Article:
Major reforms to mine rehabilitation and the financial “bonds” for mines will better protect the environment and taxpayers, and encourage jobs, more investment and growth in the resources sector.
Treasurer Curtis Pitt, Mines Minister Dr Anthony Lynham and Environment Minister Steven Miles today outlined the proposed reforms, the most significant upgrade to the state’s multi-billion dollar resources sector financial assurance and rehabilitation framework in nearly 20 years.
The package of comprehensive reforms, includes:
- A redesigned financial assurance framework tailored to operators based on their size and level of risk
- Pooling financial assurance from mining companies into an interest-earning multi-million dollar rehabilitation fund
- More options, such as insurance bonds, to make it easier for miners to provide their financial assurances
- More funds to rehabilitate abandoned mines
- Measures to ensure mined land is rehabilitated progressively rather than toward the end of a mine’s life
- Regular checks and reporting on progressive rehabilitation
- Better planning for rehabilitation and regular monitoring and reporting
- More realistic calculation of rehab costs and a phase out of discounts on financial assurances for miners.
Treasurer Curtis Pitt said the reform package was innovative and struck the right balance between environmental sustainability and the resources sector.
“We recognise the need to mitigate the financial risk to taxpayers if a mining company cannot fulfil its rehabilitation and environmental obligations and balance that by ensuring we don’t create a major cost barrier for the resources sector,” Mr Pitt said.
“Government uses the financial assurances miners provide as a last resort when a resource company doesn’t meet its rehabilitation and environmental obligations.
“We’ve got to get it right to better protect our State and our communities now and into the future by striking the right balance between the environmental challenges associated with mining activities and the economic opportunities and jobs this sector creates for Queensland.”
Minister for State Development and Minister for Natural Resources and Mines Dr Anthony Lynham said the proposed reforms would benefit companies who did the right thing.
“The new regime recognises that not all operators are the same, in size and risk, and the new package of reforms will reflect this,” he said.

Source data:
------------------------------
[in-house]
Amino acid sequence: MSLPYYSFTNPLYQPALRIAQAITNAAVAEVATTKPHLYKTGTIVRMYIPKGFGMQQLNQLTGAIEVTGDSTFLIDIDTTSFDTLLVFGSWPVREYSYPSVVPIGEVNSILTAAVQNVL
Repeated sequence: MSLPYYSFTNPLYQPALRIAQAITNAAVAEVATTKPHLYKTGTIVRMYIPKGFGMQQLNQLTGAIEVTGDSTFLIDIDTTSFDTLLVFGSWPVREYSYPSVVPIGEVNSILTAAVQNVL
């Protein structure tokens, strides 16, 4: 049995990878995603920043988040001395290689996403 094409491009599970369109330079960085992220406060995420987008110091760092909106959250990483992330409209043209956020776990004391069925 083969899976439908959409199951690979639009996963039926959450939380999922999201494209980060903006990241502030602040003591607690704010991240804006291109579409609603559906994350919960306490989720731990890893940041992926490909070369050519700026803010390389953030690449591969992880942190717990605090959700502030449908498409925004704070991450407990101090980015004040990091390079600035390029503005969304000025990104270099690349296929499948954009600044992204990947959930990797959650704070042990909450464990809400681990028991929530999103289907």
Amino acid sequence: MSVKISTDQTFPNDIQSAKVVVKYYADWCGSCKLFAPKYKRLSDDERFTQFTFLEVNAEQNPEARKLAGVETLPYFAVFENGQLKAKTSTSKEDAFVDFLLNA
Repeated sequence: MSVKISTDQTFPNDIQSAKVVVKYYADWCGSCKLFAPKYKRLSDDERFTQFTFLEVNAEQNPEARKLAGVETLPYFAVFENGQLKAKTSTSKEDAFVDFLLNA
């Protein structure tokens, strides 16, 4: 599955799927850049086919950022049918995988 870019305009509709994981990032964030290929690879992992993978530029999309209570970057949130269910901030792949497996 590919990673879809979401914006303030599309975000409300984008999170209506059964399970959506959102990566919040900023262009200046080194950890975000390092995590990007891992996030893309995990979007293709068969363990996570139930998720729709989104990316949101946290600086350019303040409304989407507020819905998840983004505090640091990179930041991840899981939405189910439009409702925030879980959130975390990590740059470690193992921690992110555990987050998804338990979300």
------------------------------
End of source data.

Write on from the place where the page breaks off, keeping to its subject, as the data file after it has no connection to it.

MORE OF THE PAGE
“Importantly, pooling financial assurances and partnering with the big players will generate more funds to expand our rehabilitation of abandoned mines, a legacy the government manages.
“It will also help drive more rehabilitation research and development to assist the resource industry boost its rehab performance.”
Minister for Environment and Heritage Protection Steven Miles said the reform would also improve progressive rehabilitation and require rehabilitated mine sites to be suitable for another land use post-mining.
“Companies will be required to report self-assessments publicly, face regular checks by the regulator as well as audits every three-to-five years,” Minister Miles said.
“Life of mine plans will set out clear and enforceable completion requirements, giving communities confidence about how companies will meet those goals
“But there are also currently thousands of abandoned mines in Queensland and we want to create a new industry around cleaning these sites up.
“People will be able to have their say on this in the ‘Better Mine Rehabilitation for Queensland’ discussion paper also being released today.
“This will support the development of an expert land management service sector, with the potential to generate jobs and position Queensland operators as leading suppliers of rehabilitation services in Australia.”
The proposed reforms follow an extensive and independent review last year on the existing financial assurance framework.
The first of several discussion papers underpinning the reform proposals is being released today and is open for consultation until 15 June 2017.
The remaining discussion papers will be released over the next year, with the new framework planned to be in place by mid-2018. This new framework is fair and equitable and will ensure Queensland is a world leader in environmental management and rehabilitation in the resources sector.